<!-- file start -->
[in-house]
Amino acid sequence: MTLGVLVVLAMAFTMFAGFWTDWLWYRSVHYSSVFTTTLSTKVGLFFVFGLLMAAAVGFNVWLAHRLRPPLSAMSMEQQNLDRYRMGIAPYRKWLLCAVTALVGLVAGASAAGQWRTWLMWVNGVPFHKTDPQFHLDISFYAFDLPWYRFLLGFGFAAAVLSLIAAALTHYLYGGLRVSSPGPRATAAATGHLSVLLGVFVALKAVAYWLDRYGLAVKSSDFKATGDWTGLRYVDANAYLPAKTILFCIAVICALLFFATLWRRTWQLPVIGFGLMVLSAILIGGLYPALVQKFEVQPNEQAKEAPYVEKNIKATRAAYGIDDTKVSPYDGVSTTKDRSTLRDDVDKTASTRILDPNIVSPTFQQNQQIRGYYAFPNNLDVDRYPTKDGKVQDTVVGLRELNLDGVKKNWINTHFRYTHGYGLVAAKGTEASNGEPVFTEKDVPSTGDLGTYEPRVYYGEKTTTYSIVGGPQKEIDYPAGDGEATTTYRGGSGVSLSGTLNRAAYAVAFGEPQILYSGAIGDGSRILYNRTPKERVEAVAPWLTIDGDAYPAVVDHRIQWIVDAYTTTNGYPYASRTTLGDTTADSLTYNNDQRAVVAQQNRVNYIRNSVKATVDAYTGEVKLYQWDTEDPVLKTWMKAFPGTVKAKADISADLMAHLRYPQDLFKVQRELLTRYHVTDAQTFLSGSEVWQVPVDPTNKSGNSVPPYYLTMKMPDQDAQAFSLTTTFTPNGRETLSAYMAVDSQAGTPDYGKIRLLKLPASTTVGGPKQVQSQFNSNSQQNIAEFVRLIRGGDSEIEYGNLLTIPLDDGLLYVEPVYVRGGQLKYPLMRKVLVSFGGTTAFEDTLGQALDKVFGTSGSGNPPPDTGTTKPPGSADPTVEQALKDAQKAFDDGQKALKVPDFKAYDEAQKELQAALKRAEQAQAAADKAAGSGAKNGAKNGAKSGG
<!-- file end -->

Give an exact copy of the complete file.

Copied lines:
[in-house]
Amino acid sequence: MTLGVLVVLAMAFTMFAGFWTDWLWYRSVHYSSVFTTTLSTKVGLFFVFGLLMAAAVGFNVWLAHRLRPPLSAMSMEQQNLDRYRMGIAPYRKWLLCAVTALVGLVAGASAAGQWRTWLMWVNGVPFHKTDPQFHLDISFYAFDLPWYRFLLGFGFAAAVLSLIAAALTHYLYGGLRVSSPGPRATAAATGHLSVLLGVFVALKAVAYWLDRYGLAVKSSDFKATGDWTGLRYVDANAYLPAKTILFCIAVICALLFFATLWRRTWQLPVIGFGLMVLSAILIGGLYPALVQKFEVQPNEQAKEAPYVEKNIKATRAAYGIDDTKVSPYDGVSTTKDRSTLRDDVDKTASTRILDPNIVSPTFQQNQQIRGYYAFPNNLDVDRYPTKDGKVQDTVVGLRELNLDGVKKNWINTHFRYTHGYGLVAAKGTEASNGEPVFTEKDVPSTGDLGTYEPRVYYGEKTTTYSIVGGPQKEIDYPAGDGEATTTYRGGSGVSLSGTLNRAAYAVAFGEPQILYSGAIGDGSRILYNRTPKERVEAVAPWLTIDGDAYPAVVDHRIQWIVDAYTTTNGYPYASRTTLGDTTADSLTYNNDQRAVVAQQNRVNYIRNSVKATVDAYTGEVKLYQWDTEDPVLKTWMKAFPGTVKAKADISADLMAHLRYPQDLFKVQRELLTRYHVTDAQTFLSGSEVWQVPVDPTNKSGNSVPPYYLTMKMPDQDAQAFSLTTTFTPNGRETLSAYMAVDSQAGTPDYGKIRLLKLPASTTVGGPKQVQSQFNSNSQQNIAEFVRLIRGGDSEIEYGNLLTIPLDDGLLYVEPVYVRGGQLKYPLMRKVLVSFGGTTAFEDTLGQALDKVFGTSGSGNPPPDTGTTKPPGSADPTVEQALKDAQKAFDDGQKALKVPDFKAYDEAQKELQAALKRAEQAQAAADKAAGSGAKNGAKNGAKSGG